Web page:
Regulatory Technology Advice | Deployment | Development | Optimisation
The New Wave of Big Data
By Sam Keet - 8th June 2017
Big data is a term that describes the large volume of data (both structured and unstructured) that inundates a business on a day-to-day basis. But it’s not the amount of data that’s important. It’s what organisations do with the data that matters. Big data can be analysed for insights that lead to better decisions and strategic business moves. While the term “big data” is relatively new, the act of gathering and storing large amounts of information for eventual analysis is ages old.
Data is now one of the most lucrative, fastest-growing industries in the world. Companies like Alphabet, Amazon, Apple, Facebook and Microsoft, have data on customers worth millions of pounds. Smartphones and the internet have made data abundant and far more valuable. As “the internet of things” grows, the volume of data is increasing. Artificial-intelligence techniques such as machine learning allow greater value to be extracted from data.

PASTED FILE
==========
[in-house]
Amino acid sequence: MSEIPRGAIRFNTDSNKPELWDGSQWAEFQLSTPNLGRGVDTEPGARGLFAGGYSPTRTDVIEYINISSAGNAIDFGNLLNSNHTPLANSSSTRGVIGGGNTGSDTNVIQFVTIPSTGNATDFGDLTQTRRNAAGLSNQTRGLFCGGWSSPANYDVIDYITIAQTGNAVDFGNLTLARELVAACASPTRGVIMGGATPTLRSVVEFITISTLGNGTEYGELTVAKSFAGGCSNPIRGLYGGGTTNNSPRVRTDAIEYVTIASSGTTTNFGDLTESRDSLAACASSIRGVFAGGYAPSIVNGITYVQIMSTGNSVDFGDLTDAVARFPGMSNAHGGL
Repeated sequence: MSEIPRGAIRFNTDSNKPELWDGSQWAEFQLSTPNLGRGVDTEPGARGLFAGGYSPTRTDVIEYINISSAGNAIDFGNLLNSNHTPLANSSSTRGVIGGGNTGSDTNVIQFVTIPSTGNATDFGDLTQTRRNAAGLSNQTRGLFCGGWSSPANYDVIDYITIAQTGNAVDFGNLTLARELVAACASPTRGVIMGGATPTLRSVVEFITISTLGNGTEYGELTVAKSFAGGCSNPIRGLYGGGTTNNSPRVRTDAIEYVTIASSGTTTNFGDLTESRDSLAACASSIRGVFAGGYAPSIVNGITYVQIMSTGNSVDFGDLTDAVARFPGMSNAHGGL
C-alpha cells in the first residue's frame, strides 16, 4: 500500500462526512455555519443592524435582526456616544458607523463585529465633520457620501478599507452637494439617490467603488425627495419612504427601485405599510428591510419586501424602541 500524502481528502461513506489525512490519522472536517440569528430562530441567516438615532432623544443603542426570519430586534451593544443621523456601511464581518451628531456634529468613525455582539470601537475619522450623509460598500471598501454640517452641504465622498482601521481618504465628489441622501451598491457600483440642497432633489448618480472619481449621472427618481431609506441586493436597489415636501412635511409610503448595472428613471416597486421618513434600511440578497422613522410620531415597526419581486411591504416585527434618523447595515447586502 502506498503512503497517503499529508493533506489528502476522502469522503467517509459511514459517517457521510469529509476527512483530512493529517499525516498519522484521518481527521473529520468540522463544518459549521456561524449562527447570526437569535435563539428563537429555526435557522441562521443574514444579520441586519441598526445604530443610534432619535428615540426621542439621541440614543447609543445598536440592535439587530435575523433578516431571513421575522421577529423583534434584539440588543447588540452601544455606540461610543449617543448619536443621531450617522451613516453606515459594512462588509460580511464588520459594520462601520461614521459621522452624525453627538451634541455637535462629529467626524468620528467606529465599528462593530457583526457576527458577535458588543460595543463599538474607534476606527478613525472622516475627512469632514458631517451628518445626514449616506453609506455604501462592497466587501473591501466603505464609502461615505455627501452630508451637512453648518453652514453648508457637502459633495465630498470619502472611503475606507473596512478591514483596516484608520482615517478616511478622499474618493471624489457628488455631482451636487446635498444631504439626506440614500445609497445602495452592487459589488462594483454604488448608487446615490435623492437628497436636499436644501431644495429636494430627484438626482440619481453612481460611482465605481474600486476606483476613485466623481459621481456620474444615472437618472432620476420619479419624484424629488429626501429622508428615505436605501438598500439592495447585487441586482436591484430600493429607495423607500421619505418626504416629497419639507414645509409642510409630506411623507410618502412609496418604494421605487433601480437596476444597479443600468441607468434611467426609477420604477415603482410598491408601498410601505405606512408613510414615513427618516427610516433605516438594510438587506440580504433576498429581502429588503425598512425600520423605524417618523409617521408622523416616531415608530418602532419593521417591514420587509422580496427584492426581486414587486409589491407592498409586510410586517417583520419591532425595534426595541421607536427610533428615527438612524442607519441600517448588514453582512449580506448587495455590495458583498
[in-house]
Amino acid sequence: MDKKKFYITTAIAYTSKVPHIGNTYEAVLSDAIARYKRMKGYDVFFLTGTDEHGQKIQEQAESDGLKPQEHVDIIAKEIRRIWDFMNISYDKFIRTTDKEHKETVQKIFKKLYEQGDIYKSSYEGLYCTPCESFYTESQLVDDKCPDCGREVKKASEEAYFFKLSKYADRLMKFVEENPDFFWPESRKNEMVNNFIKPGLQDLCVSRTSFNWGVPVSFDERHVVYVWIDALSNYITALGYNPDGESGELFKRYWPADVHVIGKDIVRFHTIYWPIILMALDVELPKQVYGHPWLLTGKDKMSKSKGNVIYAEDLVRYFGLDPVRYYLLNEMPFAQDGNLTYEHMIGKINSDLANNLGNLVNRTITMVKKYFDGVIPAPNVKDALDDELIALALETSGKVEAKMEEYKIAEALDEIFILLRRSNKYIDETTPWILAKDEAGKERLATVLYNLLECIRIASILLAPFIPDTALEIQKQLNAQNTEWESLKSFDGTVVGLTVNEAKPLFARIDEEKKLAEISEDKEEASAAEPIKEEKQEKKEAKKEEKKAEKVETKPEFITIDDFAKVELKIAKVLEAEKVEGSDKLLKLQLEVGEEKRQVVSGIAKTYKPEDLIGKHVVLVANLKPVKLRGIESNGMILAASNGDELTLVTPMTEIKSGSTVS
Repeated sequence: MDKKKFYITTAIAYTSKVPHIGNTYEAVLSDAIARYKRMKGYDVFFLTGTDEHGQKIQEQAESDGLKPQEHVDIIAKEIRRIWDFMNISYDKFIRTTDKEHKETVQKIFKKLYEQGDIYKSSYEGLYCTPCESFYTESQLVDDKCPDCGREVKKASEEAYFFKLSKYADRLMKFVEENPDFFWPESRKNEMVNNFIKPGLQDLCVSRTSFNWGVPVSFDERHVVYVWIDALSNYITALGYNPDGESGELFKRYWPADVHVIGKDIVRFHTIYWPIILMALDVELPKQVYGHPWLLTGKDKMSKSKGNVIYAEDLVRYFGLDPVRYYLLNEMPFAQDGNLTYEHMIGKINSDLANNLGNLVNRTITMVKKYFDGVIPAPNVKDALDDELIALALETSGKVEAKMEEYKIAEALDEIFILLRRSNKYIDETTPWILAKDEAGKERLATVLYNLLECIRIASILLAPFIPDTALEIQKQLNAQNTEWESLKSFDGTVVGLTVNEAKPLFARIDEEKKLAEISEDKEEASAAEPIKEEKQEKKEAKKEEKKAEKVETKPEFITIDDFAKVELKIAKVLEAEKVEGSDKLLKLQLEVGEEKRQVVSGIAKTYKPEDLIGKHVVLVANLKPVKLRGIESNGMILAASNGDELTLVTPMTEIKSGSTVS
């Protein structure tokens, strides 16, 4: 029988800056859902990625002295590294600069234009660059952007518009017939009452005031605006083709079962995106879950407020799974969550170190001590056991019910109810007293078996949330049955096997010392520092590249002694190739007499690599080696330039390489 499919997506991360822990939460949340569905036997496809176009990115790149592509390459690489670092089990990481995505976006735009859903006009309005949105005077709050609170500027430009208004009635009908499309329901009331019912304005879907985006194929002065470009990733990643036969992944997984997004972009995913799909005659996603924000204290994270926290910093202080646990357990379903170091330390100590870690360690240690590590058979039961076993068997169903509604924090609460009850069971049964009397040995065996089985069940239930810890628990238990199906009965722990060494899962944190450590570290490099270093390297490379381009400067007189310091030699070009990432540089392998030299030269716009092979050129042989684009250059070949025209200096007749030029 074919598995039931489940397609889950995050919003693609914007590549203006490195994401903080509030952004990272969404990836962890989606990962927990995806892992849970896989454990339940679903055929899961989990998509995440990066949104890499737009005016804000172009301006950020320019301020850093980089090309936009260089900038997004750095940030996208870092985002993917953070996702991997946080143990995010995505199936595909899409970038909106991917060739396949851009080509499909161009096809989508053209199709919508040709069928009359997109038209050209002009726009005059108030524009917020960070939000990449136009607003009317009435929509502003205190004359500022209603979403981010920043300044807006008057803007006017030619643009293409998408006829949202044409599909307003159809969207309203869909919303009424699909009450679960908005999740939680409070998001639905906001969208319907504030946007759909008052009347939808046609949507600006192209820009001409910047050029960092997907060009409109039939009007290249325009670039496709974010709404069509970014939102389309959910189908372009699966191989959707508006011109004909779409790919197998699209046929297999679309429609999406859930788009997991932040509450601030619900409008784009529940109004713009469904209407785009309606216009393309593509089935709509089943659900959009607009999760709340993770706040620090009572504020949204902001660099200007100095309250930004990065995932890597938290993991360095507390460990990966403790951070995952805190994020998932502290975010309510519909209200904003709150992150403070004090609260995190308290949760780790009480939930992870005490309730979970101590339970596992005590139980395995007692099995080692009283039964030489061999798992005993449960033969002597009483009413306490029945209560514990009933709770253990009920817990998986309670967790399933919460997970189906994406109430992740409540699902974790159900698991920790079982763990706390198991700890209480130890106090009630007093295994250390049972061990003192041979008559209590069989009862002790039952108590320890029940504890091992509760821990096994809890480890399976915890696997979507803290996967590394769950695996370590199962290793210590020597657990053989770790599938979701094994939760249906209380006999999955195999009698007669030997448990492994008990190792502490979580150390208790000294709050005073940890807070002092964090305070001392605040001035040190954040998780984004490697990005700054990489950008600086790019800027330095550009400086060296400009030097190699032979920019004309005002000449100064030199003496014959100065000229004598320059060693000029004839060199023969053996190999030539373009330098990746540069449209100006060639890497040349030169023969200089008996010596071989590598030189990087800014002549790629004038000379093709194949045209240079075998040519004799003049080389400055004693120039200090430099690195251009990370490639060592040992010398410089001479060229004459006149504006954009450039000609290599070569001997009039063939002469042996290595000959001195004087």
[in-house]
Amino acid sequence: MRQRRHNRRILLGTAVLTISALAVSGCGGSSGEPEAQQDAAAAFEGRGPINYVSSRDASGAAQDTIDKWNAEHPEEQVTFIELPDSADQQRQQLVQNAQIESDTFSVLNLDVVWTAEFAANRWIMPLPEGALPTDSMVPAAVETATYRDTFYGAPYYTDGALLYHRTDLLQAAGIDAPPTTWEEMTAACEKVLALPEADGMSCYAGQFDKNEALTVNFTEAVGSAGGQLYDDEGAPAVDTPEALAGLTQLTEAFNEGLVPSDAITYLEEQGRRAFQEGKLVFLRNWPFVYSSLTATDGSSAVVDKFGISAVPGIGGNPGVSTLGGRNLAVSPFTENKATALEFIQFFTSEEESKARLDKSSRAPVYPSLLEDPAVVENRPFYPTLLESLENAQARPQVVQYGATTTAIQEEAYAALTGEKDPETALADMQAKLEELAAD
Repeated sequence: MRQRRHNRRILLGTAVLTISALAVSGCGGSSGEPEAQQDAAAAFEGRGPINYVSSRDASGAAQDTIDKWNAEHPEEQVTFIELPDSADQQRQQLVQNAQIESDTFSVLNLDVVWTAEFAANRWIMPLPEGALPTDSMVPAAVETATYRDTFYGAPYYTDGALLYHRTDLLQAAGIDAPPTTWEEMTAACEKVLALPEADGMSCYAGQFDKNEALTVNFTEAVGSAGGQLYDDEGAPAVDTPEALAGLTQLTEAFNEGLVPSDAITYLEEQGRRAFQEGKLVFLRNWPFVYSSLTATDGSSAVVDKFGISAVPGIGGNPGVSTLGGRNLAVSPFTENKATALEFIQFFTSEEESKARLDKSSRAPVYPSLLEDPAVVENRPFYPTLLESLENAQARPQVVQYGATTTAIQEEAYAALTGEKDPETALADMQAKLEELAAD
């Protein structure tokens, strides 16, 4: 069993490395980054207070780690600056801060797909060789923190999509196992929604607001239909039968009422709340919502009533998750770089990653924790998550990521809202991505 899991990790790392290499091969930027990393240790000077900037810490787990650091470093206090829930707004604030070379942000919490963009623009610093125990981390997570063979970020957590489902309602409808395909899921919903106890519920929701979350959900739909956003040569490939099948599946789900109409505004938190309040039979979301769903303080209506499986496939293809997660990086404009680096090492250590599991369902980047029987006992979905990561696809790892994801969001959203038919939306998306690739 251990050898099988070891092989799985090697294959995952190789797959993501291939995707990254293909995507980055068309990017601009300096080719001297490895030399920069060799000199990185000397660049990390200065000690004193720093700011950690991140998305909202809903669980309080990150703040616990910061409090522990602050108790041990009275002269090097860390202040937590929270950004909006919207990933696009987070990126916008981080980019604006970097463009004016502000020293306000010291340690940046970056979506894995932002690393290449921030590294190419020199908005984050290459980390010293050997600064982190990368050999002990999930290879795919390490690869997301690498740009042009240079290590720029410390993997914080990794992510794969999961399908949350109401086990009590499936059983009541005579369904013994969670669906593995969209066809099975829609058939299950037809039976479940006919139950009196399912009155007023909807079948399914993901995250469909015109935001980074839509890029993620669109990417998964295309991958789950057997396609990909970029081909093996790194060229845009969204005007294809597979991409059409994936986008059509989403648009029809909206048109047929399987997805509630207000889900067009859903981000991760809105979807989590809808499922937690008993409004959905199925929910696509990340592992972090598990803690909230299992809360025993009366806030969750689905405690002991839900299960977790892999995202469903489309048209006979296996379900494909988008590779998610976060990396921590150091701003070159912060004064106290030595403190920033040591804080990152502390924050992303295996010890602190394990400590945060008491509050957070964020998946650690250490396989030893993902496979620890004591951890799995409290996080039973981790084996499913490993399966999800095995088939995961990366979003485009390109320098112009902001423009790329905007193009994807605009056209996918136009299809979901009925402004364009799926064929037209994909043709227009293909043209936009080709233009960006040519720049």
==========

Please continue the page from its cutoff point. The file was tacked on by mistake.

The concept of big data can be split into three different areas, volume, variety and velocity. Volume relates to the amount of data a company receives. In recent years, it has become a lot easier to store heavy amounts of data. Velocity is all about the speed in which data streams must be dealt with in a timely manner. RFID tags, sensors and smart metering are driving the need to deal with torrents of data in near-real time. Variety deals with the different forms of data, from structured, numeric data in traditional databases to unstructured text documents, email, video, audio, stock ticker data and financial transactions.
Why is big data important?
It’s not about how much data an organisation has; it’s what an organisation does with the data. Data can be extracted from any source and analyzed to find answers to allow cost reductions, time reductions, new product development and smart decision making. You can combine big data with high powered analytics to solve business related tasks such as determining the root of causes of failures, recalculating entire risk portfolios very quickly, as well as detecting fraudulent behavior.
Big data is vital to businesses because of the processing and analysis, the insights you can gain, as well as the products and services which can emerge from the analysis. By collecting more data, a company has a greater ability to improve its products, which attracts more users, generating even more data, and so on. The current changes in big data technologies and management approaches must be joined with dramatic shifts in how data supports decisions and product/service innovation.